Molecular and cellular basis of the physio(patho)logy associated with the expression of intracellular antigens

Pathophysiology and Therapy of Genetic Diseases
Centro de Biología Molecular “Severo Ochoa” CSIC-UAM (CBMSO)

The regulation of the heterogeneity of the transcriptome and proteome is key stage on the way to understand differences in the diversity of proteins observed in organisms of similar genetic complexity. The intracellular antigens TIA1 (T-cell intracellular antigen 1) and TIAR/TIAL1 (TIA1 related/like protein) have been involved in the regulation of gene expression on different aspects of the control of RNA metabolism, such as: i) transcription through its interaction with DNA and RNA polymerase II; ii) alternative splicing of pre-mRNA through the selection of atypical 5' splicing sites; iii) localization, stability and/or translation of eukaryotic mRNAs through the interaction with 5' and 3' untranslatable regions; and iv) modulation of biological programmes for cell survival (inflammation, proliferation, apoptosis, cell stress or infections by viruses). As a consequence, the initial hypothesis -of the work line initiated nine years ago- it is that these proteins may play a fundamental role in controlling gene expression by regulating/modulating the dynamics of human transcriptome and proteome, their expression and function, in order to prevent situations which put aberrant cell viability at risk in patho-physiological situations such as stress-associated responses, tumorigenesis or aging and their related diseases. So today, our objective is to characterize the early and late cellular processes and molecular mechanisms in which TIA proteins participate and how they are involved to regulate/modulate cellular homeostasis via preventing the development and/or progression of deleterious phenotypes. Understanding the regulatory dynamics associated with these intracellular antigens could serve as the basis for identifying future therapeutic targets.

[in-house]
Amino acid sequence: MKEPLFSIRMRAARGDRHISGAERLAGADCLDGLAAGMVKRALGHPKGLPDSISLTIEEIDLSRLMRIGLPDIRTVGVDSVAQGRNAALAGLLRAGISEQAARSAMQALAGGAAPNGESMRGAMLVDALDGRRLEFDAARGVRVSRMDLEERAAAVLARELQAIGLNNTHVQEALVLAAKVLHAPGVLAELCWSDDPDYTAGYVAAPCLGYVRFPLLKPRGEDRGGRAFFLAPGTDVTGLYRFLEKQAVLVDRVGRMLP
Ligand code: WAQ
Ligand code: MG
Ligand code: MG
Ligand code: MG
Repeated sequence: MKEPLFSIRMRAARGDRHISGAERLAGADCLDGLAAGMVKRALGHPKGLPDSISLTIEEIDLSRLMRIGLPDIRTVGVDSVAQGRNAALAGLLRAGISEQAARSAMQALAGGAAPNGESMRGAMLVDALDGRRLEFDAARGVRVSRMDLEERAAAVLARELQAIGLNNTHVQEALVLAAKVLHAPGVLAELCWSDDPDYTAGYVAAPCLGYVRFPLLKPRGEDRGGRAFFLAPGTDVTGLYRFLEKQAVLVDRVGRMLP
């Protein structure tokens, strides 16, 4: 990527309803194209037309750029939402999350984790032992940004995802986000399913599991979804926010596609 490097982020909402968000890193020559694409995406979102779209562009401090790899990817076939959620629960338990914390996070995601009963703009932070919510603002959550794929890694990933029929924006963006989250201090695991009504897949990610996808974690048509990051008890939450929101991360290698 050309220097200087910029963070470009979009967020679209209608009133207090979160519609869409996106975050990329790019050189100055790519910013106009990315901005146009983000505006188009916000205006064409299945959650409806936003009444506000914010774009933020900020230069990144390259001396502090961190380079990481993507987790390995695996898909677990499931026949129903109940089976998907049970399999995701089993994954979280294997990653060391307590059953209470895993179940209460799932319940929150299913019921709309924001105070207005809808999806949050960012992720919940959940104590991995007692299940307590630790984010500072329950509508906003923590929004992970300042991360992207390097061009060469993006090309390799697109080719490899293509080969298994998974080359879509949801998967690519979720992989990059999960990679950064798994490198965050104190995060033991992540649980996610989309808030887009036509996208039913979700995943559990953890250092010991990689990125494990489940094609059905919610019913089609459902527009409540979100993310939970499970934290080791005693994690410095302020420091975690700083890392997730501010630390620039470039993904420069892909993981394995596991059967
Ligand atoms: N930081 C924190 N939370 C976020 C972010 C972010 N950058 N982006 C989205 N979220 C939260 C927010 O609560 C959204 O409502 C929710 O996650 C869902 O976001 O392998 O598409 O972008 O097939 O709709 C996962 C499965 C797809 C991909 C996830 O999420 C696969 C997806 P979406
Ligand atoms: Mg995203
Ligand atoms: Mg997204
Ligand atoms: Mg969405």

Molecular Biomedicine